Regardless, D.C. flex office operators have been forced to lower prices to sign deals: the average price-per-seat fell from $422 per seat per month in Q3 2020 to $283 per seat last quarter, according to Upsuite. Samofalov said The Mark is offering one month of free rent for a company that signs a six-month lease, and two months free for a 12-month commitment.
The space has private offices, dedicated desks and nondedicated touchdown workstations. Once the other locations are open, members of one space will have access to the other two to use their touchdown workstations or book a conference room.
Douglas kept in place the same glass walls and doors that separated the private offices in the WeWork, but it made changes to almost every other element as it shifted the space to its own brand.
The developer brought in all new furniture, including desks, tables, chairs and couches, though it has faced some supply chain issues. It is still waiting for two couches at the Wonder Bread space, and the other two spaces are waiting for more furniture, a wait that could potentially delay their openings.
Samofalov said he hopes the Manhattan Laundry space can open in September, depending on the delivery of the furniture, and the Chinatown space will open later. There — the smallest of the three locations, where WeWork opened its first location outside of Manhattan — Douglas is installing new walls to create private offices in part of the previous common area space, he said.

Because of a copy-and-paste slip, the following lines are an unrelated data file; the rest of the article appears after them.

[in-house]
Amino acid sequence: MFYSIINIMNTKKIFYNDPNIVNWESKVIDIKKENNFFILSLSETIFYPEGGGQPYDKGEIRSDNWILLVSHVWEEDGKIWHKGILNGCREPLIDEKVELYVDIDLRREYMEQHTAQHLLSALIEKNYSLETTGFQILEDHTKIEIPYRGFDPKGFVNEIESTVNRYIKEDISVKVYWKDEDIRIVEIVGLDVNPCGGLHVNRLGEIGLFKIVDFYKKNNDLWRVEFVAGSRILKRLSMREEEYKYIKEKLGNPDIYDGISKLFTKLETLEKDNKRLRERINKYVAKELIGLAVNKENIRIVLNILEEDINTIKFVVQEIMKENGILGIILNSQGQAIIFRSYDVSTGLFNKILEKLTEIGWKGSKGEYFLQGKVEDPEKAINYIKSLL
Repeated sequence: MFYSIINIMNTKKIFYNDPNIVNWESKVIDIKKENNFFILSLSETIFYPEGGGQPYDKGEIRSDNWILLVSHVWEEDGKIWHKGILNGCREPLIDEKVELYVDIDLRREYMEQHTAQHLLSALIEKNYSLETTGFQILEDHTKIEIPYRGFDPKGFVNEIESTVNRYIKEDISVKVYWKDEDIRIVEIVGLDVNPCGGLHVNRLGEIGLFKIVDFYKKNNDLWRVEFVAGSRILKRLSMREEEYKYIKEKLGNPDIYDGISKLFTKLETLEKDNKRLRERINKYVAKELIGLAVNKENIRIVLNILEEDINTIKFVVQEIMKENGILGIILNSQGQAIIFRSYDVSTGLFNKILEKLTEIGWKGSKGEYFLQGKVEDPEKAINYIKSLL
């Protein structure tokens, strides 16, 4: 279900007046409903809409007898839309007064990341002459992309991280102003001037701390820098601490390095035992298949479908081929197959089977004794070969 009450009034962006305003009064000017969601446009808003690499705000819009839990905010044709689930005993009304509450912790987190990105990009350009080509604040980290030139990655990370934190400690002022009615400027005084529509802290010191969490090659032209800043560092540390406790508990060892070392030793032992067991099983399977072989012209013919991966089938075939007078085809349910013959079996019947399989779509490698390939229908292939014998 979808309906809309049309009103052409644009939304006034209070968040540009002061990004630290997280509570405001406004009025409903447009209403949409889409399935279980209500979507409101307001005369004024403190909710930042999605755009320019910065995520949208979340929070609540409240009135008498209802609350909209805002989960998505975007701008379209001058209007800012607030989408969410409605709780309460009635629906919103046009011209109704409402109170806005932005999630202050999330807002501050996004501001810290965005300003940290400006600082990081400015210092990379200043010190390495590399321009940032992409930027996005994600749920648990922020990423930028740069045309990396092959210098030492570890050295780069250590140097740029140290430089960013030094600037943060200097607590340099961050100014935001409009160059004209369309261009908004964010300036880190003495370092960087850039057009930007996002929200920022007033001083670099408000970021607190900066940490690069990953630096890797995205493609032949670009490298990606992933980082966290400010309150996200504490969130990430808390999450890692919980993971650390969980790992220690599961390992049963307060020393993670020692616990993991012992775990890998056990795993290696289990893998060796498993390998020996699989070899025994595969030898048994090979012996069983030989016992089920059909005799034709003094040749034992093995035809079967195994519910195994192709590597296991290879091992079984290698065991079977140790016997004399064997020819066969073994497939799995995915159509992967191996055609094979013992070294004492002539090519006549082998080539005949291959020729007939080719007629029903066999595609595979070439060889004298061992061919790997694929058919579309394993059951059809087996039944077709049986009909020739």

Douglas also installed new IT systems with higher levels of security that give each company separate network log-ins and passwords. WeWork typically has one shared WiFi network with a common password for a full space.
The developer also installed new flooring, as Samofalov said the previous flooring had an older, "rustic" look. Douglas painted the walls and changed the color scheme to black and gray tones that he said give the space a more "sophisticated look."
Samofalov said The Mark is aiming to make the space feel "a bit more professional," but he doesn't expect many members will be wearing suits and ties. The developer also removed the beer taps that the old coworking operator had, though WeWork had stopped serving beer out of them before it closed.
While it won't have beer on tap, The Mark does plan to bring in drinks for weekly happy hours to help members network. Samofalov said he plans to also bring in catered food from local restaurants on occasion, but he is waiting until the space is at least 30% occupied.
The space has garage door-style windows between its third-floor kitchen and lounge area and the outdoor patio, and Samofalov said he plans to open them when the weather is right or for special events. The indoor-outdoor space is also hosting an outdoor wedding, which Samofalov said is scheduled for September.
Samofalov said he plans to take an active role in creating connections between coworking members. For example, if a lawyer occupies the space, he said he wants to encourage other members to use their services.
"My goal is to try to connect people and facilitate," he said. "It's a great idea, but it's hard to implement, so I'm putting in effort to make sure it works."